Sunday, August 3, 2008

The Unknown Story of the Twenty Four

The Unknown Story of the Twenty Four

Freedom of Press Movement in Insein Prison 1992-1996
By Zin Linn

Education is the most powerful guardian of a civilization. It is the sole vehicle by which priceless treasures of former generations are carried to the present. It is the mighty force that propels the knowledge of human beings into the IT age and beyond.

All leading cells of society know this very well. Therefore many far-sighted nations have decided to invest heavily in education to protect their bright futures. But some foolish regimes intentionally crack down on educational institutions. They also suppress the students and people who thirst for knowledge.

The State Law and Order Restoration Council (S.L.O.R.C) or State Peace and Development Council (S.P.D.C) of Burmar is a regime of this kind. Under the regime most of the colleges and universities have been sent to the outskirts of cities. The thoughtless junta even recognizes students and people as their enemies or destructive elements.

They inherited this concept from their godfather, the notorious Gen. Ne Win, who declared war on students after the July 7 massacre in 1962. From that day on, students have been under severe suppression and, in some cases, have not been allowed to further their studies.

The junta has systematically ruined the education system, blocking every progressive book and periodical from appearing in Burma. They pay particular attention to any material published in the West. That is why a series of student uprisings have broken out from time to time in Burma. That is also why prisons in Burma are crowded with prisoners of conscience.

Under British colonial rule, prisoners were allowed to read and write while in custody. However, the Myanmar military dictators strictly prohibit this practice in their prisons. They don't even allow a scrap of packing-paper to exist within the cell confines. If a piece of paper is found in the hand of a prisoner he is made to wear iron-shackles and is put into solitary confinement for 3 months.

But we, the political prisoners of Insein Prison, were just like people who lost their way in the desert and were thirsting for water. We thirsted for knowledge, as well as outside news, in that desert-like prison. At last, we made up our minds to take the risk of quenching our thirst.

It was in the middle of December 1992. We, the political prisoners of Insein Jail, had heard that a so-called 'National Convention' was going to be held in January of the following year. Some of the prisoners of conscience welcomed the National Convention but many strongly opposed it. So we all decided to run the risk of getting more detailed information on this conference.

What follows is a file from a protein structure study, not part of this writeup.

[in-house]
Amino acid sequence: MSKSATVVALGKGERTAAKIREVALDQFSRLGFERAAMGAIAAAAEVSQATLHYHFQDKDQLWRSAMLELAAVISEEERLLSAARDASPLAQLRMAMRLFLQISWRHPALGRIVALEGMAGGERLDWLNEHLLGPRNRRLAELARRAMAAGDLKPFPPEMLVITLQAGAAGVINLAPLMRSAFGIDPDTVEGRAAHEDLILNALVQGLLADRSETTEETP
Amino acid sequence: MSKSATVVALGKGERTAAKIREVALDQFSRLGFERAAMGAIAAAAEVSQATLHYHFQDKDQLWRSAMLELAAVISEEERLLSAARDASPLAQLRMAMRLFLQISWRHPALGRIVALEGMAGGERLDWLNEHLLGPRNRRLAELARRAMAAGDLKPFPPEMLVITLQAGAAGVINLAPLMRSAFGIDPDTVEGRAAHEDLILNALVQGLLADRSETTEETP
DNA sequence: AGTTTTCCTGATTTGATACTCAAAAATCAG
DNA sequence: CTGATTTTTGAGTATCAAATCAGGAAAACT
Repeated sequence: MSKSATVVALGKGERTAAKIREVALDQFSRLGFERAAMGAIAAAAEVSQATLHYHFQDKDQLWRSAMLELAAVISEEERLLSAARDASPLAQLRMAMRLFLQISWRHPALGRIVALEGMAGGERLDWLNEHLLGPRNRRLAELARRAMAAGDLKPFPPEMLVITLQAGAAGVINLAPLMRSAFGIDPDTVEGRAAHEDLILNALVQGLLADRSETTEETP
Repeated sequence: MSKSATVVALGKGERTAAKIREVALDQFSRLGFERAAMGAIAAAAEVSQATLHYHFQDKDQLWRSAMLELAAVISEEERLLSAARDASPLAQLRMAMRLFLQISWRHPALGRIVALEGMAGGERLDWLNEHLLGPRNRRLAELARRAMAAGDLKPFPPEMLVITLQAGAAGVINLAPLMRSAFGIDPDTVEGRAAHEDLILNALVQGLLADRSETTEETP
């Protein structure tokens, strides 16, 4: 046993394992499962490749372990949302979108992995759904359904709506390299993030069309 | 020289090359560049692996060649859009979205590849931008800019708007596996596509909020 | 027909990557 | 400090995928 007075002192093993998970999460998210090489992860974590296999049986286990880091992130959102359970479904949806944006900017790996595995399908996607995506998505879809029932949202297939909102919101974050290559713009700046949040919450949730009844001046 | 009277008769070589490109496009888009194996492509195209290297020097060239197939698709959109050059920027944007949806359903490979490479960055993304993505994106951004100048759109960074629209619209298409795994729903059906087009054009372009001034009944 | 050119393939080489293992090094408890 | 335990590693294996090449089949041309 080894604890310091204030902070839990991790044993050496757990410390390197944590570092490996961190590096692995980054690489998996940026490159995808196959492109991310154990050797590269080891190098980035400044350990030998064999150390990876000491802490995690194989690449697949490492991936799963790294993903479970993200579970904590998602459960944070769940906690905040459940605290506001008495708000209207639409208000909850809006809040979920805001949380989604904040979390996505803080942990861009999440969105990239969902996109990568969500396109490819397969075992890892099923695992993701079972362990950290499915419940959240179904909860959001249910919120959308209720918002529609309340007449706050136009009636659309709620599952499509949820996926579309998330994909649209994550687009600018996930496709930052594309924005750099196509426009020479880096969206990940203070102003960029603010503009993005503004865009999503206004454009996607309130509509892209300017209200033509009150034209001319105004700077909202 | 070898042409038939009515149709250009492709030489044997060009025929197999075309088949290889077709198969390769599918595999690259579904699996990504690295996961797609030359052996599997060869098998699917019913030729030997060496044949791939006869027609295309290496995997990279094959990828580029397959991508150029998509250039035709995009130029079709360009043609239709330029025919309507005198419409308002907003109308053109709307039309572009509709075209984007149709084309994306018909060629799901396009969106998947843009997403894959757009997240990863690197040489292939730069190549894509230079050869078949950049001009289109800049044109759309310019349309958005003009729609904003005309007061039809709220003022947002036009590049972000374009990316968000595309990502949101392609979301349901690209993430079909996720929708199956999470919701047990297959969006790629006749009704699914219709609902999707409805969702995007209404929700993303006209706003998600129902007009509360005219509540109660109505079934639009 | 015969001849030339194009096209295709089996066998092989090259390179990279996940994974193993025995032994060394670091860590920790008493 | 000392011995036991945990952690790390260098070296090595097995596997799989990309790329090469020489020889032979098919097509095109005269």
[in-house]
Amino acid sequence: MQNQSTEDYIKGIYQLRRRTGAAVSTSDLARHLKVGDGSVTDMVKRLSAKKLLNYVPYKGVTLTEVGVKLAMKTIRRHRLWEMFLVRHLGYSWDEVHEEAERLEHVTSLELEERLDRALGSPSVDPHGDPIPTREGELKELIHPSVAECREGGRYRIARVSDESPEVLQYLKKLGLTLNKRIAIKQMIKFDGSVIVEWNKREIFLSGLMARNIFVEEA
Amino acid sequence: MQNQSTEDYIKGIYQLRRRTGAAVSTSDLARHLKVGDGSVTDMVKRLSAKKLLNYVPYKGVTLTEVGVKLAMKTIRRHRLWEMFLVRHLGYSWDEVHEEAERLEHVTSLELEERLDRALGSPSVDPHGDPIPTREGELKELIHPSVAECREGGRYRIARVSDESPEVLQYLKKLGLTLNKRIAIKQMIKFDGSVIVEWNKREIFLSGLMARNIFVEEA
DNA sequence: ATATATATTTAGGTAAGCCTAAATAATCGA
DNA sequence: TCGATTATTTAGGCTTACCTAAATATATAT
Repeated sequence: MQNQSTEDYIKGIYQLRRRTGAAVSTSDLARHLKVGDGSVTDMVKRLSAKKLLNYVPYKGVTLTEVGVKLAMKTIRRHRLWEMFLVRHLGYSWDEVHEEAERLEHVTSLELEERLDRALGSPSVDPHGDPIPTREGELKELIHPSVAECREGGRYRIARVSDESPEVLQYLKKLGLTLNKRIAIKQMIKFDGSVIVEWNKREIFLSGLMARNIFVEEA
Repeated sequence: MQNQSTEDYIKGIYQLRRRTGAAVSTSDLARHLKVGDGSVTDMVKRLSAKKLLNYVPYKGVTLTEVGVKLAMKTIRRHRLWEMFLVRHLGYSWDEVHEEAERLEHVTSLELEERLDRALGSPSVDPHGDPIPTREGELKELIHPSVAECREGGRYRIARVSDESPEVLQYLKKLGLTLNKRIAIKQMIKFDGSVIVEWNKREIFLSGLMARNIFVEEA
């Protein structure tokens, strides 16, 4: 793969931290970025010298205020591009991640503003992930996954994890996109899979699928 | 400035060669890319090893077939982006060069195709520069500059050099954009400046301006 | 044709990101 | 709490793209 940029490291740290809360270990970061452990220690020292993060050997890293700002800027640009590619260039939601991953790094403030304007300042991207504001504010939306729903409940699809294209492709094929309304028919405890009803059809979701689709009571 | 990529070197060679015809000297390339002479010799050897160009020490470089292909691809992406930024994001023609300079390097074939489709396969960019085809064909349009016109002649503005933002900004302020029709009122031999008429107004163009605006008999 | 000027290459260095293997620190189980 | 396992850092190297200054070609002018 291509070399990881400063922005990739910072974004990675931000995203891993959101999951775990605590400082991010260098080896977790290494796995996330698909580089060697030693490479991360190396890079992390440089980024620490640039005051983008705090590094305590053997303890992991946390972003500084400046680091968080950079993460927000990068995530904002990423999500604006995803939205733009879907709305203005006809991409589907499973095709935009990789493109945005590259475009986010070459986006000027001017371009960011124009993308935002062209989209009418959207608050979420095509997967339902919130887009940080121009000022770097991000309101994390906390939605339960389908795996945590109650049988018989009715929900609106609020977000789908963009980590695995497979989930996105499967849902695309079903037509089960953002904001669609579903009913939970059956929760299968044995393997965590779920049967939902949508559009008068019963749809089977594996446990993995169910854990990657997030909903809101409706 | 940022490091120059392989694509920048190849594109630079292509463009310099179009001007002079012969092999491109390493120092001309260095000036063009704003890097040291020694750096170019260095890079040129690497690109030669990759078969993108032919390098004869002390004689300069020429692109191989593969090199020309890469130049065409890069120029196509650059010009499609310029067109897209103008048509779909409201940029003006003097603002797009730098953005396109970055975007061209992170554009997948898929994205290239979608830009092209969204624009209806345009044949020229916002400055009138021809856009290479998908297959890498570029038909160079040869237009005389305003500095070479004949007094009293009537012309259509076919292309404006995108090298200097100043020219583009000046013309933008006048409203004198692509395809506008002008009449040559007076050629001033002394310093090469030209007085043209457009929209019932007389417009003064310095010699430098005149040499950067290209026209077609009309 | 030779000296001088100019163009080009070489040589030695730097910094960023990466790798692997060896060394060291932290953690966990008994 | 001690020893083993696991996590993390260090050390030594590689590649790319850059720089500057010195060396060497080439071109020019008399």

Everybody agreed we should persuade the wardens to accommodate our needs. In short, at the start of the National Convention ( 9th January 1993), we received the Mirror Daily Newspaper with the help of a warden. At that time, there were over 1000 political prisoners in the notorious Insein Jail and over 500 of them were prisoners of conscience.

There are six cellblocks in the cell compound of the prison. No.1 cellblock consists of 14 cells or rooms. No.2 consists of 60 cells. No.3 has 14 cells. No.4 (long) has 18 cells and 4 (short) has 12 cells. No.5 is made up of 22 cells and No. 6 has 10 cells. So, there are 150 cells altogether. Each cell measures 8.5' x 11.5'.

There is also a special cell-compound and a dog-cell compound. Each comprises 10 cells. Special cellblock is very special. Every cell is 12' x12' in area and contains a bathroom with a toilet. However, each cell has two iron-doors covered with iron-grilles.

There are also some cottages for VIPs, such as ex-generals and ministers. The special cell-compound also houses the main interrogation bureau of the Military Intelligence service (MI). There, prisoners of conscience are brutally tortured by MI personnel. Most of the political prisoners suffer inhumane treatment and persecution within this special cell-compound.

We initiated discussions so that everyone, as well as every party, could assist each other in getting organized for the future struggle. We believed that unity alone would safeguard and secure our aim for the restoration of democracy. That is why we knew that we shouldn't fail to keep up to date on outside political developments.